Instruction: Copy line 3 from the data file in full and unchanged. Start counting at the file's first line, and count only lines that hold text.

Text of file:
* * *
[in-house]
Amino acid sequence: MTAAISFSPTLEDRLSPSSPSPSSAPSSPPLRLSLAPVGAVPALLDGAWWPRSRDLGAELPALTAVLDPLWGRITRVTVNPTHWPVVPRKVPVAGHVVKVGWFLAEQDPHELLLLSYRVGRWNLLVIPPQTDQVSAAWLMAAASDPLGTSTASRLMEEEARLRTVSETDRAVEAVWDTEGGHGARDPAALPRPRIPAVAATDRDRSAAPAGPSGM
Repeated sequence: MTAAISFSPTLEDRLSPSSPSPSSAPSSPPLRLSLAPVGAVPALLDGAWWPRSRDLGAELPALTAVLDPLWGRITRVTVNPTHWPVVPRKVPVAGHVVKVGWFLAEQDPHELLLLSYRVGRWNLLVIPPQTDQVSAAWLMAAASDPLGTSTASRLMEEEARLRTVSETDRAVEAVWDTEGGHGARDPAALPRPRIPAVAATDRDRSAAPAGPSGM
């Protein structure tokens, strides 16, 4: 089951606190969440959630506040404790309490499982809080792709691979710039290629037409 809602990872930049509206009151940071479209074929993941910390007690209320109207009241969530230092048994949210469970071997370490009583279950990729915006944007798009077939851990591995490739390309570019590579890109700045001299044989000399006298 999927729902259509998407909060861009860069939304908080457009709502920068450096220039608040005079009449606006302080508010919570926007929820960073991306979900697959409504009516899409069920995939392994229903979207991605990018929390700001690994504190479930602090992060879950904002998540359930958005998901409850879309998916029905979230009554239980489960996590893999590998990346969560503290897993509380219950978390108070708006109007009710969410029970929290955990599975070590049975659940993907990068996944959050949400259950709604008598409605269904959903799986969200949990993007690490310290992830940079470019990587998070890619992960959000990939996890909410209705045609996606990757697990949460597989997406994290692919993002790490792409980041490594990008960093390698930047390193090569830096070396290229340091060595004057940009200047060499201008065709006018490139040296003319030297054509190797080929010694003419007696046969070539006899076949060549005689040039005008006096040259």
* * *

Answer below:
Repeated sequence: MTAAISFSPTLEDRLSPSSPSPSSAPSSPPLRLSLAPVGAVPALLDGAWWPRSRDLGAELPALTAVLDPLWGRITRVTVNPTHWPVVPRKVPVAGHVVKVGWFLAEQDPHELLLLSYRVGRWNLLVIPPQTDQVSAAWLMAAASDPLGTSTASRLMEEEARLRTVSETDRAVEAVWDTEGGHGARDPAALPRPRIPAVAATDRDRSAAPAGPSGM